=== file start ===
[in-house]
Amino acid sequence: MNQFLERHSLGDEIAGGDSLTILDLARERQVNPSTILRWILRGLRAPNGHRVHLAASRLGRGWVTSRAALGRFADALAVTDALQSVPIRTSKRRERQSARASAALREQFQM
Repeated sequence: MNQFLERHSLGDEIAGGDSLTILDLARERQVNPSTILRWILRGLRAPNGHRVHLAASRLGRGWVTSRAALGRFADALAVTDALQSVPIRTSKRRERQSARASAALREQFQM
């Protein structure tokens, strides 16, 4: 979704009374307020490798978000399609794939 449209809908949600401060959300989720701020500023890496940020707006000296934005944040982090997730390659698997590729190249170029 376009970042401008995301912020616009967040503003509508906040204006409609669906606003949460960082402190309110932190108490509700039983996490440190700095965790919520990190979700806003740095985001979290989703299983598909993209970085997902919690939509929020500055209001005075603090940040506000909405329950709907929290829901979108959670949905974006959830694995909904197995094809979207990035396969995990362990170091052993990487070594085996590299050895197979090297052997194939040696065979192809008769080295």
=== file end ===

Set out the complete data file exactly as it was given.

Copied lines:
[in-house]
Amino acid sequence: MNQFLERHSLGDEIAGGDSLTILDLARERQVNPSTILRWILRGLRAPNGHRVHLAASRLGRGWVTSRAALGRFADALAVTDALQSVPIRTSKRRERQSARASAALREQFQM
Repeated sequence: MNQFLERHSLGDEIAGGDSLTILDLARERQVNPSTILRWILRGLRAPNGHRVHLAASRLGRGWVTSRAALGRFADALAVTDALQSVPIRTSKRRERQSARASAALREQFQM
């Protein structure tokens, strides 16, 4: 979704009374307020490798978000399609794939 449209809908949600401060959300989720701020500023890496940020707006000296934005944040982090997730390659698997590729190249170029 376009970042401008995301912020616009967040503003509508906040204006409609669906606003949460960082402190309110932190108490509700039983996490440190700095965790919520990190979700806003740095985001979290989703299983598909993209970085997902919690939509929020500055209001005075603090940040506000909405329950709907929290829901979108959670949905974006959830694995909904197995094809979207990035396969995990362990170091052993990487070594085996590299050895197979090297052997194939040696065979192809008769080295």